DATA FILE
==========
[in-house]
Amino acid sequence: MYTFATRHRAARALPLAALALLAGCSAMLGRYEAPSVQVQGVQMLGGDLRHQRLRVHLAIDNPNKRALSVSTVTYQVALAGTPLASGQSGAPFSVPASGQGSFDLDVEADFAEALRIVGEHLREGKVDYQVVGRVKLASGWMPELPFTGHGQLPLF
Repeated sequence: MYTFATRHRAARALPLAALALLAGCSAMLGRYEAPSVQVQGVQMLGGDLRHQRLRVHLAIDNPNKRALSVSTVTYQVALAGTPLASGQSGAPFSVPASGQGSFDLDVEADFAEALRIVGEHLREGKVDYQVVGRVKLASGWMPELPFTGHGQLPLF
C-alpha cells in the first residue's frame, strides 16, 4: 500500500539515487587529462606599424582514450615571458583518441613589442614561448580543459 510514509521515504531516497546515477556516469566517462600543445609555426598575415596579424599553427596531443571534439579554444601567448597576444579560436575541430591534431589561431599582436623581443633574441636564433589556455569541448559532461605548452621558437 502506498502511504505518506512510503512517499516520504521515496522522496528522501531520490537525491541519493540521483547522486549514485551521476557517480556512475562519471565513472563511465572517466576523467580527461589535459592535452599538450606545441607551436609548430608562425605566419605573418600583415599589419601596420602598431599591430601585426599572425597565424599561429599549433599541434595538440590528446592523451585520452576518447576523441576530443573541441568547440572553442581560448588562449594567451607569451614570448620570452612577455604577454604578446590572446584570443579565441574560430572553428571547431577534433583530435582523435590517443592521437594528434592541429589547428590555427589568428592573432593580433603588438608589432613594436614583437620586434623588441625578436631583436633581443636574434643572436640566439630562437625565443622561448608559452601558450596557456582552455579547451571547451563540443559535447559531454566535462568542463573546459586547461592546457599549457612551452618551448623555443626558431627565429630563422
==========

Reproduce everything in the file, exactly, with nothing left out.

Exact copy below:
[in-house]
Amino acid sequence: MYTFATRHRAARALPLAALALLAGCSAMLGRYEAPSVQVQGVQMLGGDLRHQRLRVHLAIDNPNKRALSVSTVTYQVALAGTPLASGQSGAPFSVPASGQGSFDLDVEADFAEALRIVGEHLREGKVDYQVVGRVKLASGWMPELPFTGHGQLPLF
Repeated sequence: MYTFATRHRAARALPLAALALLAGCSAMLGRYEAPSVQVQGVQMLGGDLRHQRLRVHLAIDNPNKRALSVSTVTYQVALAGTPLASGQSGAPFSVPASGQGSFDLDVEADFAEALRIVGEHLREGKVDYQVVGRVKLASGWMPELPFTGHGQLPLF
C-alpha cells in the first residue's frame, strides 16, 4: 500500500539515487587529462606599424582514450615571458583518441613589442614561448580543459 510514509521515504531516497546515477556516469566517462600543445609555426598575415596579424599553427596531443571534439579554444601567448597576444579560436575541430591534431589561431599582436623581443633574441636564433589556455569541448559532461605548452621558437 502506498502511504505518506512510503512517499516520504521515496522522496528522501531520490537525491541519493540521483547522486549514485551521476557517480556512475562519471565513472563511465572517466576523467580527461589535459592535452599538450606545441607551436609548430608562425605566419605573418600583415599589419601596420602598431599591430601585426599572425597565424599561429599549433599541434595538440590528446592523451585520452576518447576523441576530443573541441568547440572553442581560448588562449594567451607569451614570448620570452612577455604577454604578446590572446584570443579565441574560430572553428571547431577534433583530435582523435590517443592521437594528434592541429589547428590555427589568428592573432593580433603588438608589432613594436614583437620586434623588441625578436631583436633581443636574434643572436640566439630562437625565443622561448608559452601558450596557456582552455579547451571547451563540443559535447559531454566535462568542463573546459586547461592546457599549457612551452618551448623555443626558431627565429630563422